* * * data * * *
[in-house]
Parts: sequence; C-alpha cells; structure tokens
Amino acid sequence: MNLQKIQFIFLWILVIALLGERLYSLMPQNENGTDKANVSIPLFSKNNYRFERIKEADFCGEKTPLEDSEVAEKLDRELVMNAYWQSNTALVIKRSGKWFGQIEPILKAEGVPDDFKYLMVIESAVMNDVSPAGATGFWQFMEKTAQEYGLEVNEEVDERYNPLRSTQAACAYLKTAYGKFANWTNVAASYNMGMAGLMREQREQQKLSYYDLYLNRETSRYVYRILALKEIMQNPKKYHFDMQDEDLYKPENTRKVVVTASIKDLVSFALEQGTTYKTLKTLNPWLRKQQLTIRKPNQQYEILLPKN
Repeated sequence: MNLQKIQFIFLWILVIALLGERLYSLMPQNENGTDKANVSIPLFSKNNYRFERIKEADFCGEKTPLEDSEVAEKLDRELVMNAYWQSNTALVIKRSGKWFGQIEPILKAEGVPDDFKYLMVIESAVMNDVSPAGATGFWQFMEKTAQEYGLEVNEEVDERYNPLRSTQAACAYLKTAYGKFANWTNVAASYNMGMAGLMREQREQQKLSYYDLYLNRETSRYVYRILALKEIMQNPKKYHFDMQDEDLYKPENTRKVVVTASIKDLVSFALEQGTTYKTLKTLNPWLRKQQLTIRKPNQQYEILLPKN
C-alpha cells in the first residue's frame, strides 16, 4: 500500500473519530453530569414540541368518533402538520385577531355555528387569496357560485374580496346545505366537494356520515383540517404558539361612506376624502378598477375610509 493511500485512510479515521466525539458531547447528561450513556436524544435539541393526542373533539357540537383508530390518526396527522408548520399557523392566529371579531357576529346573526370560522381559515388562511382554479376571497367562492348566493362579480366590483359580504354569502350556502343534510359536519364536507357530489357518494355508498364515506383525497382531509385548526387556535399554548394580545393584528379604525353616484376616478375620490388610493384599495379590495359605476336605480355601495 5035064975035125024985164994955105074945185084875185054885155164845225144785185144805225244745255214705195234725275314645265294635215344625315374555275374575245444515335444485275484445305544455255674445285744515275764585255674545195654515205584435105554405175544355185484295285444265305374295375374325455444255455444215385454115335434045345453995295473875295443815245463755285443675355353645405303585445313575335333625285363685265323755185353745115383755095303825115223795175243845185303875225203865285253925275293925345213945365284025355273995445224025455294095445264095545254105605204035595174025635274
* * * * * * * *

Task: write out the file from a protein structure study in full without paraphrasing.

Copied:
[in-house]
Parts: sequence; C-alpha cells; structure tokens
Amino acid sequence: MNLQKIQFIFLWILVIALLGERLYSLMPQNENGTDKANVSIPLFSKNNYRFERIKEADFCGEKTPLEDSEVAEKLDRELVMNAYWQSNTALVIKRSGKWFGQIEPILKAEGVPDDFKYLMVIESAVMNDVSPAGATGFWQFMEKTAQEYGLEVNEEVDERYNPLRSTQAACAYLKTAYGKFANWTNVAASYNMGMAGLMREQREQQKLSYYDLYLNRETSRYVYRILALKEIMQNPKKYHFDMQDEDLYKPENTRKVVVTASIKDLVSFALEQGTTYKTLKTLNPWLRKQQLTIRKPNQQYEILLPKN
Repeated sequence: MNLQKIQFIFLWILVIALLGERLYSLMPQNENGTDKANVSIPLFSKNNYRFERIKEADFCGEKTPLEDSEVAEKLDRELVMNAYWQSNTALVIKRSGKWFGQIEPILKAEGVPDDFKYLMVIESAVMNDVSPAGATGFWQFMEKTAQEYGLEVNEEVDERYNPLRSTQAACAYLKTAYGKFANWTNVAASYNMGMAGLMREQREQQKLSYYDLYLNRETSRYVYRILALKEIMQNPKKYHFDMQDEDLYKPENTRKVVVTASIKDLVSFALEQGTTYKTLKTLNPWLRKQQLTIRKPNQQYEILLPKN
C-alpha cells in the first residue's frame, strides 16, 4: 500500500473519530453530569414540541368518533402538520385577531355555528387569496357560485374580496346545505366537494356520515383540517404558539361612506376624502378598477375610509 493511500485512510479515521466525539458531547447528561450513556436524544435539541393526542373533539357540537383508530390518526396527522408548520399557523392566529371579531357576529346573526370560522381559515388562511382554479376571497367562492348566493362579480366590483359580504354569502350556502343534510359536519364536507357530489357518494355508498364515506383525497382531509385548526387556535399554548394580545393584528379604525353616484376616478375620490388610493384599495379590495359605476336605480355601495 5035064975035125024985164994955105074945185084875185054885155164845225144785185144805225244745255214705195234725275314645265294635215344625315374555275374575245444515335444485275484445305544455255674445285744515275764585255674545195654515205584435105554405175544355185484295285444265305374295375374325455444255455444215385454115335434045345453995295473875295443815245463755285443675355353645405303585445313575335333625285363685265323755185353745115383755095303825115223795175243845185303875225203865285253925275293925345213945365284025355273995445224025455294095445264095545254105605204035595174025635274